Australian state says BHP can disturb 40 sacred sites in mine expansion

MELBOURNE (Reuters) - Western Australia approved BHP Group’s application to disturb 40 culturally significant Aboriginal sites as part of a mine expansion, the state government said on Thursday, days after Rio Tinto blew up sacred rock caves in the same area.

FILE PHOTO: A miner holds a lump of iron ore at a mine located in the Pilbara region of Western Australia, December 2, 2013. REUTERS/David Gray/File Photo

State Aboriginal Affairs Minister Ben Wyatt said in a statement he had approved BHP's application to "impact" the sites in the iron ore-rich Pilbara region, where BHP BHP.AXBHPB.L is planning its $3.4 billion South Flank expansion.

Under a legal loophole, traditional owners are not able to object to ministerial decisions made under Section 18 of the state’s Aboriginal Heritage Act when “land users conclude that impact to a site is unavoidable”.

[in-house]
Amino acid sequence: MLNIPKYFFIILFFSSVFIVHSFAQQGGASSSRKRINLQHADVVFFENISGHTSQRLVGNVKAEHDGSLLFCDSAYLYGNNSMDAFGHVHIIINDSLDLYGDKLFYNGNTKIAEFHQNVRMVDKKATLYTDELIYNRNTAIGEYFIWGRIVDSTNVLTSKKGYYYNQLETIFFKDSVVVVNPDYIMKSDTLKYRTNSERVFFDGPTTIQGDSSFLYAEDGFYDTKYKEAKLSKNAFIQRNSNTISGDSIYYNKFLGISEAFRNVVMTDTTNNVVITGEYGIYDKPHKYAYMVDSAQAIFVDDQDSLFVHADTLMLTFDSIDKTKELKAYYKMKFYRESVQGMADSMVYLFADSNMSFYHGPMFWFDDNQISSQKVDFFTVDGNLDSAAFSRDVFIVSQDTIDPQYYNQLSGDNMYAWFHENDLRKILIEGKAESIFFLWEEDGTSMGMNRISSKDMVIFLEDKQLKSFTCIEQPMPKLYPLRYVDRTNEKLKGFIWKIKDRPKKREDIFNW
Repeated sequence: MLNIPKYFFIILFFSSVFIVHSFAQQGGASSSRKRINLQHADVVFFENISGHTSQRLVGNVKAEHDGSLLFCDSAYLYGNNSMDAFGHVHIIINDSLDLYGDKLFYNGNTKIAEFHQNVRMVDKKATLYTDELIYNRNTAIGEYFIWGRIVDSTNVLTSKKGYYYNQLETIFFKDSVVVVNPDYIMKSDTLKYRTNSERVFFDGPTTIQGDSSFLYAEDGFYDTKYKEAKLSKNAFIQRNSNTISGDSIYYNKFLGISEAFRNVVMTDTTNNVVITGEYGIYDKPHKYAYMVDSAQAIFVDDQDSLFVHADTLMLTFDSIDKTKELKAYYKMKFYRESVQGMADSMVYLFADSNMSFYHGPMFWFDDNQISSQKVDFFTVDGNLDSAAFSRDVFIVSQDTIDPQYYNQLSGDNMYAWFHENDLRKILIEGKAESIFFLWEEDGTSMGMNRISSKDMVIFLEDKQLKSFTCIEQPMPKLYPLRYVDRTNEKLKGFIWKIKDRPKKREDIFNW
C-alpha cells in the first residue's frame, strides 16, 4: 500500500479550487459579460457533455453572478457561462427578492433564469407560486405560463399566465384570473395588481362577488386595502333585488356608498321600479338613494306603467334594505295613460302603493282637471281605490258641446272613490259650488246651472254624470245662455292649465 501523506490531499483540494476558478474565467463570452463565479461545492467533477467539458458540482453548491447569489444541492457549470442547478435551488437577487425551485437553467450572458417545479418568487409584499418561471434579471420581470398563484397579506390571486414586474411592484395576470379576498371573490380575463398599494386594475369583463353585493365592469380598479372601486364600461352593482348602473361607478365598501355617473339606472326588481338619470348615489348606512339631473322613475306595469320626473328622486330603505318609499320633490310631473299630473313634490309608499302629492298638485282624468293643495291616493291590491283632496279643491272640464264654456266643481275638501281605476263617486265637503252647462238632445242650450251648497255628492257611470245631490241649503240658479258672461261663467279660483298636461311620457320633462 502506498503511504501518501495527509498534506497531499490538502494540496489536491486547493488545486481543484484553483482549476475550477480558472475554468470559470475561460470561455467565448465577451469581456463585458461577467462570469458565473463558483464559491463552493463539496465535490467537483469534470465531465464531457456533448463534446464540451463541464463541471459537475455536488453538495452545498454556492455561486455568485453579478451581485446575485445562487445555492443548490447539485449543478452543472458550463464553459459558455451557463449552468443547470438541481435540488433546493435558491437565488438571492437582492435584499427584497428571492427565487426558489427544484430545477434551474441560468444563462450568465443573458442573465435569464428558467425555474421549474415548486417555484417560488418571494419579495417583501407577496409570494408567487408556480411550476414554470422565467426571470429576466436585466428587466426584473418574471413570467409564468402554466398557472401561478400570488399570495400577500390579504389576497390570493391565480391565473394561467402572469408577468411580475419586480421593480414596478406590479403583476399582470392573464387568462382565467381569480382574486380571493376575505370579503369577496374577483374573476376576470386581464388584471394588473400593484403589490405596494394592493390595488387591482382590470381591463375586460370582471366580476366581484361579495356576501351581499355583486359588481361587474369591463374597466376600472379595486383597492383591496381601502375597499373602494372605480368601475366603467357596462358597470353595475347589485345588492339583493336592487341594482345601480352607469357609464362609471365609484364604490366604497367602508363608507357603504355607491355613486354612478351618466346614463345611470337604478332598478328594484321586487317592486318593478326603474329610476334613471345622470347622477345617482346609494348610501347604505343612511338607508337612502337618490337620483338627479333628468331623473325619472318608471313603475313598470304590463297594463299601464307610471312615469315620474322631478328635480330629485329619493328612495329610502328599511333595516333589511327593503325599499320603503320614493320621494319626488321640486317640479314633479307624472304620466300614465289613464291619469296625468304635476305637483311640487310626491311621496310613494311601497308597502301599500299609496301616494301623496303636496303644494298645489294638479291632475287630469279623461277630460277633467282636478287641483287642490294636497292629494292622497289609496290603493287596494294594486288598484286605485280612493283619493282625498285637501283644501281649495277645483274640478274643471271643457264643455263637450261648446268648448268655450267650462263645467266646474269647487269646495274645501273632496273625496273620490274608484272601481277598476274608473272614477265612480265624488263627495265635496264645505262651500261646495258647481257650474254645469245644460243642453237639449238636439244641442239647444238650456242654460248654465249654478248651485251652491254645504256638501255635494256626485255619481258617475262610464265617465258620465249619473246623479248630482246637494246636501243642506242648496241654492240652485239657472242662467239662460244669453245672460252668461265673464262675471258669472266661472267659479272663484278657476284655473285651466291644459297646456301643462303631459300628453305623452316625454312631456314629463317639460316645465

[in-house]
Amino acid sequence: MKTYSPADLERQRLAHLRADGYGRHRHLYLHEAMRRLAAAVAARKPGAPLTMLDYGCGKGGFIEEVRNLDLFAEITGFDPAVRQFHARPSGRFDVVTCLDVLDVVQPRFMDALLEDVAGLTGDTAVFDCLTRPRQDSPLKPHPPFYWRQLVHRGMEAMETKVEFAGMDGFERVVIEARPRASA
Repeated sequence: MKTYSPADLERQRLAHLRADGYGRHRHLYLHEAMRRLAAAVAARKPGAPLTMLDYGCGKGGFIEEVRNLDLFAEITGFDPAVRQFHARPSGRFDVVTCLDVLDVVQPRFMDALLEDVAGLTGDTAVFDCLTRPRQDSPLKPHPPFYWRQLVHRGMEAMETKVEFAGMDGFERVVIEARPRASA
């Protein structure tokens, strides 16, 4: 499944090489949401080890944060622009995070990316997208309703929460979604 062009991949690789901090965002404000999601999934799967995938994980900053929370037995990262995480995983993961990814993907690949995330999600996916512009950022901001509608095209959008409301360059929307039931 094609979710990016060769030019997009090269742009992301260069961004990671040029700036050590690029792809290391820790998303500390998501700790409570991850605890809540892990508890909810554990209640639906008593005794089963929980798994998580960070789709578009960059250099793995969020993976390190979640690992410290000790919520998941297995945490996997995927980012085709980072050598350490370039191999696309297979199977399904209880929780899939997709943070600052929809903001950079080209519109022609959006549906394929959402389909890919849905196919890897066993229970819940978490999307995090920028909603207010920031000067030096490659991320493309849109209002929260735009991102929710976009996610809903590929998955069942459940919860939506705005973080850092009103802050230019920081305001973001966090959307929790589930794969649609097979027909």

The loophole allows mining companies to apply for an exemption to damage or destroy cultural sites.

“No objections were filed and I approved the notice on 29 May, 2020. This notice covers 40 Aboriginal sites,” Wyatt said in his statement.

BHP sent a statement to Reuters saying it would not disturb any sites without further study and consultation with the Banjima people to understand the cultural significance of the region where it has been active for more than half a century.

Chairman of Banjima Native Title Aboriginal Corporation, Maitland Parker, said: “As a matter of lore and culture shared with other traditional owners across Australia and the world, the Banjima people do not support the destruction of sites of cultural significance.”

The approval came the same week Rio Tinto RIO.AXRIO.L blew up two caves in the Juukan Gorge, one of which showed evidence of continual human habitation stretching over 46,000 years.

Wyatt said the area covered by BHP’s application was subject to a 2015 land use agreement in which the Banjima people committed to support the South Flank project. That agreement included 72 exclusion zones containing sites regarded as significant by the Banjima People, he said.

Western Australia’s heritage laws, written in 1972, have been under review for the past two years.

Reporting by Melanie Burton; Editing by Tom Hogue